Euro 2016: Russia vs Wales - Live stream info, probable line-up, head to head(h2h) record and match preview
Bottom-placed Russia take on Wales in their last fixture of Group B on Monday in Euro 2016; a do-or-die situation for both the teams. A point could prove enough for Wales to go through, but a victory would seal their spot in the knockout stages of the tournament. Russia, meanwhile, will need some luck and all three points from the game to have a chance to advance with their fate then depending upon the result of the simultaneous fixture between England and Slovakia.
Russia have misfired so far and will hope to take their campaign back on track with their first win of Euro 2016. They frustrated England in their opener, equalizing in the last minute to clinch a point, but were defeated by Slovakia 2-1 to find themselves rock-bottom of the table. The warning issued by UEFA following Russian fans’ clashes threatning to disqualify them from the tournament has not helped the team’s campaign at all, merely adding to their wounds.
A win over the Welsh will mean Russia end their group-stage campaign with four points, and will want England to win their fixture against Slovakia to advance through. Any other result from the game would then leave their hopes hanging on to their goal-difference.
Wales were outclassed by England in their previous game of the group, suffering a 2-1 defeat, but are still in a pole position to qualify due to a 2-1 win over Slovakia in their opening match. This is Wales first major tournament for more than half a century, so being here itself is an achievement with progress as a bonus, but no one wants their path to come to an end yet; the cries of “Don’t take me home” from the Welsh fans loud and clear in their last match.
The match will be live from 00:30 IST (Tuesday), 20:00 BST (Monday). Watch live streaming of the game on SonyLIV, Fox Soccer2go or Premier Player. Follow Wales vs Russia, Euro 2016 Live Score and Commentary with Sportskeeda. The match will be telecasted live on Sony ESPN and Sony ESPN HD in India, Fox Sports in the USA and Premier Sports in the UK. The match will be played at Stade de Toulouse, Toulouse.
Wales were forced to remove Joe Ledley midway through their game against England due to a calf problem. The Crystal Palace midfielder- who only returned to full fitness from a broken leg last week - has said that he is ready and available to play against Russia.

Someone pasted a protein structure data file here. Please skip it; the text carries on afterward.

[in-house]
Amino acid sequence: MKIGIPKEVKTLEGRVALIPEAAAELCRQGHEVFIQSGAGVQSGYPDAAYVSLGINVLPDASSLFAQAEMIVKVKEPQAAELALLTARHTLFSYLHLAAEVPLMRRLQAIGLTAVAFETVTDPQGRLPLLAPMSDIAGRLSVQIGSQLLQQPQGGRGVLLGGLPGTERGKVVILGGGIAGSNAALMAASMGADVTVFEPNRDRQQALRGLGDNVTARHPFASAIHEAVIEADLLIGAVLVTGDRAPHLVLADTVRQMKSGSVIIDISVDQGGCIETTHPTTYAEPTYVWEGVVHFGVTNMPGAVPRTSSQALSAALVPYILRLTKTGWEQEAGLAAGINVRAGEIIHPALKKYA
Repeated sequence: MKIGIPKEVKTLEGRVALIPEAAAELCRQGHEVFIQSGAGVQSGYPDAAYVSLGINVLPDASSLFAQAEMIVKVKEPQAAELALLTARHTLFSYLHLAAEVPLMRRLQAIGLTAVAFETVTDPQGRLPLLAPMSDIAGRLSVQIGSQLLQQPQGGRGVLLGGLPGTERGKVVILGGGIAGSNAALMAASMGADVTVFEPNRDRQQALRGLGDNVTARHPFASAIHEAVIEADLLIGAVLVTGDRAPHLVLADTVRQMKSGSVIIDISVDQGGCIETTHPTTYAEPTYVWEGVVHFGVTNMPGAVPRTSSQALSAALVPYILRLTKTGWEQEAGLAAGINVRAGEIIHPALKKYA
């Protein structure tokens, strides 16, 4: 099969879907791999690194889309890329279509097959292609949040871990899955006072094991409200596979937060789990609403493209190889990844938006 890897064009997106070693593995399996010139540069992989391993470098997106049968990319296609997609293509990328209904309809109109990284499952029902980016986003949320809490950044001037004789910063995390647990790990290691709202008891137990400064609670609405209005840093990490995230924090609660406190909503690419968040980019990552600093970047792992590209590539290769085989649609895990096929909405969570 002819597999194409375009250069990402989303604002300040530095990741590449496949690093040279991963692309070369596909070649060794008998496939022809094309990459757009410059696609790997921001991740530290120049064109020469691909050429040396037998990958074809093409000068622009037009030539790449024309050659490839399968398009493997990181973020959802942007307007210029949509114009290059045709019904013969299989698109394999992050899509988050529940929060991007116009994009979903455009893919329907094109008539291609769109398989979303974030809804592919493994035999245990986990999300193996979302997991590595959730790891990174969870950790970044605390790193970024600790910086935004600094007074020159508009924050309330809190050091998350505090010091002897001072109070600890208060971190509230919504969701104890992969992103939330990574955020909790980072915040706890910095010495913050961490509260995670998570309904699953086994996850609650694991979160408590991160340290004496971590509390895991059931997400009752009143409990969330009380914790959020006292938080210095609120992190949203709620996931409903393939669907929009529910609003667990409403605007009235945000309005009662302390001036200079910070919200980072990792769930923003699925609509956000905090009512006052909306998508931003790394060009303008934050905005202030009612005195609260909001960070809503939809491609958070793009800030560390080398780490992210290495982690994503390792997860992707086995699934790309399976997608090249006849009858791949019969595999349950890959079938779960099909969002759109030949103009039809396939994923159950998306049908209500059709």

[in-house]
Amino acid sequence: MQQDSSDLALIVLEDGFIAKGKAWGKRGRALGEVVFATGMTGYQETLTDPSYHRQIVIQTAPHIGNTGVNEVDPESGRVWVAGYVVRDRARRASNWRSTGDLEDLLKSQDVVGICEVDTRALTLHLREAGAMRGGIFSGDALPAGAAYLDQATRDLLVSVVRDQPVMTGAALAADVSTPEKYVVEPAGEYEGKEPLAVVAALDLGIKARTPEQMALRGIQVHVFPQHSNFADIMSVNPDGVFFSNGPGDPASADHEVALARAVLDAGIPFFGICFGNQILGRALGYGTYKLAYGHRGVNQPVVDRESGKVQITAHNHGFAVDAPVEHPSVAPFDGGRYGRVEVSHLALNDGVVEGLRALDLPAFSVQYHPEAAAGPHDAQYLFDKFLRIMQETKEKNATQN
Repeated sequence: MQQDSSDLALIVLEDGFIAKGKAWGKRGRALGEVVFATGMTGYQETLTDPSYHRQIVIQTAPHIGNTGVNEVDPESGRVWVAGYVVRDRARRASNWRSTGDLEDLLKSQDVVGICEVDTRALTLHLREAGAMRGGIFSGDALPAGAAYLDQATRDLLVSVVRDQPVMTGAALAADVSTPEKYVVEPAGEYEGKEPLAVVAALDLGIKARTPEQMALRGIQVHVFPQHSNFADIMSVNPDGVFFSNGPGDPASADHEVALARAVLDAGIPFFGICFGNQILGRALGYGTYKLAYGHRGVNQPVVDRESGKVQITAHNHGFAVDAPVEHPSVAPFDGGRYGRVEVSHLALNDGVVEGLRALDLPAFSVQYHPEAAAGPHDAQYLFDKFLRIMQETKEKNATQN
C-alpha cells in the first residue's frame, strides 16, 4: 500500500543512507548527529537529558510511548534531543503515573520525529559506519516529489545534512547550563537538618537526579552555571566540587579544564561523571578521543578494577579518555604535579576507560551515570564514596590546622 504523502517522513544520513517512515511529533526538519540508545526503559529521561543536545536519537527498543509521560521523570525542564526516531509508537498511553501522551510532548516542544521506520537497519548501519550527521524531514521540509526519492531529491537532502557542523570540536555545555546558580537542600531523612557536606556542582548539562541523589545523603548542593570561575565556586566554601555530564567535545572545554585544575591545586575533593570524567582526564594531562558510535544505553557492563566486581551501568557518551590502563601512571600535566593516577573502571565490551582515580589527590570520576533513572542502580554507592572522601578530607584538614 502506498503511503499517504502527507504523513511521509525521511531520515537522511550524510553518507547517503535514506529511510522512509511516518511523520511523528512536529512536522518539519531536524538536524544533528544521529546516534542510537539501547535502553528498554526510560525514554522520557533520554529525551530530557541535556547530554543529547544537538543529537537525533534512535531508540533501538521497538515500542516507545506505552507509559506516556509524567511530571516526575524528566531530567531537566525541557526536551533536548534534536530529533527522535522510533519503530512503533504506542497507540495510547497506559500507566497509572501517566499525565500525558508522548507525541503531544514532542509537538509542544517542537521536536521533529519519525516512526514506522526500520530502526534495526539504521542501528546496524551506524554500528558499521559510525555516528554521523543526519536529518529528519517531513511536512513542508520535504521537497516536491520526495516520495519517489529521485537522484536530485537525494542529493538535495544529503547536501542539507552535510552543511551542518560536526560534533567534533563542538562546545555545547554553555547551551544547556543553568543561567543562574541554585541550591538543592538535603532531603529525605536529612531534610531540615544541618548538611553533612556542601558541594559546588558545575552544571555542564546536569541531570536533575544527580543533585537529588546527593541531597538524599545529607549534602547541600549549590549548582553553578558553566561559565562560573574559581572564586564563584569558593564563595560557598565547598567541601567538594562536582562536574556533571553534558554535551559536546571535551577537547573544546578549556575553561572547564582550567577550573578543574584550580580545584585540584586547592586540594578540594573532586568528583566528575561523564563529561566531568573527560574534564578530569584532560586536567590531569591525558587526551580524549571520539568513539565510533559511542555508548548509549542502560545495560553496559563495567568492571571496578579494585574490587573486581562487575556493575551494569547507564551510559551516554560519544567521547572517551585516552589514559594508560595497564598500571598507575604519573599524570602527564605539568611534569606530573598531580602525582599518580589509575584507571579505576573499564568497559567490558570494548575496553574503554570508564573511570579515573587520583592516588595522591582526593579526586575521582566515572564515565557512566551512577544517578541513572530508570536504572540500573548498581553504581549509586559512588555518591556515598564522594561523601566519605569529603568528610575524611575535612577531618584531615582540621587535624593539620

Chris Coleman is likely to field the same starting XI that played against England.
Russia may be without Zenit St Petersburg's Oleg Shatov, who is struggling with a groin injury. Lively Krasnodar attacking midfielder Pavel Mamayev is expected to fill in for Shatov.
Russia: Akinfeev; Smolnikov, V Berezutski, Ignashevich, Schennikov; Glushakov, Golovin, Mamayev; Kokorin, Dzyuba, Smolov.
Wales: Hennessey; Gunter, Chester, A Williams, Davies, Taylor; Ramsey, Ledley; Robson-Kanu, Bale.
Form guide (all competitions, most recent first)
Head to Head
Russia have won each of the last three encounters with Wales, outscoring them by six goals to two in that run. Wales lost 2-1 and 3-1 in their World Cup 2010 qualifying matches against Guus Hiddink’s Russia. The Dragons have successively conceded 0, 1, 2 and 3 goals in their last four games against the Russians.
Wales’ last win against their opponents came in a 1966 World Cup qualifier through a last minute winner from Ivor Allchurch.
Russia have qualified for the knockout stages only once in their past four participations in the Euros, advancing to the semi-finals in 2008. In their last 17 games at the Euro finals, they have managed only 2 clean sheets. Their recent run of form gives no good signs for the fans as they have won only one of their last seven internationals.
Likewise, even Wales have a pretty bad track record when it comes to guarding their own goal. They have conceded in each of their last 6 internationals, their longest run without a clean sheet since March 2013(11). They last qualified for the knockout stages in their only previous major tournament participation, back in the 1958 World Cup.
Chris Coleman’s side looked shaky against England, clearly intimidated by the enormity of the fixture. He took pressure off the shoulders of his players for this game by highlighting their progress so far. "This team has the potential to go on and on. We can learn from this tournament; it's intense but it's enjoyable. We're in a fantastic position and we have to enjoy it,” the 46-year-old said.
“This team is very much in the middle of a journey. It's not easy, but it's fantastic and it's a huge learning curve. The team will take so much from this – playing against the best teams in Europe where you have to be at your absolute maximum. It's pushing us to the limit.”
If one man can prove to be the difference, it has to be Wales’ Gareth Bale. Since the start of the Euro 2016 qualifiers, he has scored or assisted 11 of Wales’ 14 goals in competitive games, the highest ratio among teams to have made it to this year’s finals.
The Real Madrid forward has also scored against England and Slovakia. With Russia’s recent run of games and the evident leakage at the back, stopping Bale may prove a little too much to ask from the 2018 World Cup hosts.
Our prediction is that Wales will win the game with a scoreline of 1-0.